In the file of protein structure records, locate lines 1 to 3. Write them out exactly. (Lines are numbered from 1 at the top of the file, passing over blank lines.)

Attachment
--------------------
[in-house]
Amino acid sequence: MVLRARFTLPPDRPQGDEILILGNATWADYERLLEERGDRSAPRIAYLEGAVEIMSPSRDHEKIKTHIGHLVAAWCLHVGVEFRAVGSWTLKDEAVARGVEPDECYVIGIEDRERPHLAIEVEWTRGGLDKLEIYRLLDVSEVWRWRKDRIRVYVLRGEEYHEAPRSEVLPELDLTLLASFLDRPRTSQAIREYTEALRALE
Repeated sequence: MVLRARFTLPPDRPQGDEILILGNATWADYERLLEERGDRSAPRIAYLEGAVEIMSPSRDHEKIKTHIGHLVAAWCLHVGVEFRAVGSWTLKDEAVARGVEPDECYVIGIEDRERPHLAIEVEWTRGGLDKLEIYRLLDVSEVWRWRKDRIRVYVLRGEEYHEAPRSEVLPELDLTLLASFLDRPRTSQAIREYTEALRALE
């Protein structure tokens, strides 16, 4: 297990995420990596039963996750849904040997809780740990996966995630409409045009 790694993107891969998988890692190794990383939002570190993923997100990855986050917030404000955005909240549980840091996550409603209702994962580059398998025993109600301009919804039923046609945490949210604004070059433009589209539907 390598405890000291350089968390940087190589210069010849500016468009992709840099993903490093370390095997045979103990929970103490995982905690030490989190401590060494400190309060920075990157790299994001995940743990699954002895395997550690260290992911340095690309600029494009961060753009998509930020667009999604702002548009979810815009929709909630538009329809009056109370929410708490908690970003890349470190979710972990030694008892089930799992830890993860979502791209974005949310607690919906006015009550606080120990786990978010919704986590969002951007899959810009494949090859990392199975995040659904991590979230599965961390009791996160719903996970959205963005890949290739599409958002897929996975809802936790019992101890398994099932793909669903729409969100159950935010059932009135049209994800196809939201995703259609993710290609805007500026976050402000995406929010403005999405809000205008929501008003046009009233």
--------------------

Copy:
[in-house]
Amino acid sequence: MVLRARFTLPPDRPQGDEILILGNATWADYERLLEERGDRSAPRIAYLEGAVEIMSPSRDHEKIKTHIGHLVAAWCLHVGVEFRAVGSWTLKDEAVARGVEPDECYVIGIEDRERPHLAIEVEWTRGGLDKLEIYRLLDVSEVWRWRKDRIRVYVLRGEEYHEAPRSEVLPELDLTLLASFLDRPRTSQAIREYTEALRALE
Repeated sequence: MVLRARFTLPPDRPQGDEILILGNATWADYERLLEERGDRSAPRIAYLEGAVEIMSPSRDHEKIKTHIGHLVAAWCLHVGVEFRAVGSWTLKDEAVARGVEPDECYVIGIEDRERPHLAIEVEWTRGGLDKLEIYRLLDVSEVWRWRKDRIRVYVLRGEEYHEAPRSEVLPELDLTLLASFLDRPRTSQAIREYTEALRALE